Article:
A Time to Speak — A view from the pew


I’ve been blessed beyond measure to have been raised in a home with two of the most devout Catholics that I’ve ever known, my parents.

The central focus of our upbringing was our faith and the church.

The greatest gift my parents ever gave me, other than my siblings, was my Catholic education. They made countless sacrifices to send all 14 of their children to Catholic grade schools and high schools. Not an easy feat to say the least, but they valued Catholic education and worked tirelessly to make it come to fruition for all of us. For that, I will be eternally grateful.

I’ve known since I was in second grade at St. Stephen Martyr School that I was going to become a Catholic school teacher. I adored my teacher and loved how she freely shared her faith with us. It was the year that I felt one with God through the sacrament of the Eucharist. As my childhood years continued, so did my desire to become a teacher.

Upon completion of my educational studies, I was offered a position as a second-grade teacher at my former grade school. I was thrilled to be teaching in the exact same classroom that I attended as a second grader. I will never forget my first day of teaching as I prayed, “Be with me, Holy Spirit.” He’s been with me ever since.

At the beginning of each school year, I tell my students that my number one job is to help them grow in their relationship with God. While language arts, math, science and social studies are indeed important, nothing is more important than helping to lay a solid foundation of faith in these young children. I consider it a privilege to have this opportunity.

Today, I’m blessed to teach second grade at St. Gabriel School. With this position, I teach the sacraments of reconciliation and Eucharist. Of everything that I teach my students, teaching the sacraments is my favorite. My students and I attend eucharistic adoration every Monday. We discuss the significance of the Eucharist and its role in our lives as Catholics. The students are reverent and prayerful during our time in adoration.

I attend weekly Mass with my students. Many times when we are there, I will close my eyes and think to myself, “How in the world did I get so lucky to have this job?” Quite a few people tried to steer me away from studying education in college, reminding me that the pay isn’t ideal. I found myself defending my decision by telling them that I loved children and knew that this is what God was calling me to do. I am grateful that I listened to my heart.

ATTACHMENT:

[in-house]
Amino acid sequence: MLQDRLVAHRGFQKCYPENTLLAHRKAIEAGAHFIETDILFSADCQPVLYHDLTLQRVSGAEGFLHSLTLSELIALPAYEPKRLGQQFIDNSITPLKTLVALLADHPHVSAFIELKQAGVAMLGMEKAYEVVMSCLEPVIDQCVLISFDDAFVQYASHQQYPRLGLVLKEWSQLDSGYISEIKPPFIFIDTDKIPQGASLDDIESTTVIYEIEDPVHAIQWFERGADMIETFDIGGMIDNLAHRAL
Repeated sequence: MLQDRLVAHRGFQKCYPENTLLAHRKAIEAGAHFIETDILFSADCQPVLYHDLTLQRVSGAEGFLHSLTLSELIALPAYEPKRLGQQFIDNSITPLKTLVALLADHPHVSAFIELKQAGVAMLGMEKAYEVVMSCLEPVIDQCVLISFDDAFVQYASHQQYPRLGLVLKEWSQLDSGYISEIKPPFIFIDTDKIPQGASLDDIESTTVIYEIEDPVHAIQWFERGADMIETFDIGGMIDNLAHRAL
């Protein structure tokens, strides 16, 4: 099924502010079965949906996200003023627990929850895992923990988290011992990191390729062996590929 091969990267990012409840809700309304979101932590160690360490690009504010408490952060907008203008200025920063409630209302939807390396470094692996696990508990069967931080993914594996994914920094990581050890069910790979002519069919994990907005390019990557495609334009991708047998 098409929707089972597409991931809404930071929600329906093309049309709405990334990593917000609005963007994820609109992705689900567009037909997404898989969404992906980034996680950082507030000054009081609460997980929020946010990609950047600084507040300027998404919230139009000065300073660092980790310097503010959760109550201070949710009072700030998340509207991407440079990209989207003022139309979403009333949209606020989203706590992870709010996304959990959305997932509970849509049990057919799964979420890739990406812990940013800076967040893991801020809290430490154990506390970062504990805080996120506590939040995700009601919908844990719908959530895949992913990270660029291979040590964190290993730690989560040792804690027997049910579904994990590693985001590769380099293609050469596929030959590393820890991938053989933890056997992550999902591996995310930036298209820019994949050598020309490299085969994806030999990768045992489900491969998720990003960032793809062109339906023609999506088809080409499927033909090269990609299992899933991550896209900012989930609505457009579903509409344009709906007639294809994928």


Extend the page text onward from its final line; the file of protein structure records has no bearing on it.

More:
As in any job, there have been times through the years that I’ve questioned my abilities to be a great teacher. Whenever I begin doubting myself, it never fails; I get a sweet note of appreciation from a student or parent. The Holy Spirit is working through them to remind me that I am right where I need to be.

As I am getting older, I reflect on how much longer I will teach. Perhaps the time will come when my passion will wane. But for now, I will continue to do what I love. I welcome students into my classroom and into my heart. I will carry on the legacy of my parents in espousing that our Catholic faith is an integral part of who we are, and there is nothing quite like a Catholic education. Thanks, Mom and Dad!

Lisa Rohleder is a parishioner of St. Gabriel Church.

In this column, “A View from the Pew,” writers are invited to share their personal experiences and observations as Catholics. We would love to hear about your “view from the pew.”

Please send articles to Sal Della Bella, sdellabella@archlou.org, or 212 East College Street, PO Box 1073 Louisville, Ky., 40201, along with your name, parish, contact information and a digital photo, if possible. (For photos, a headshot is preferred.)

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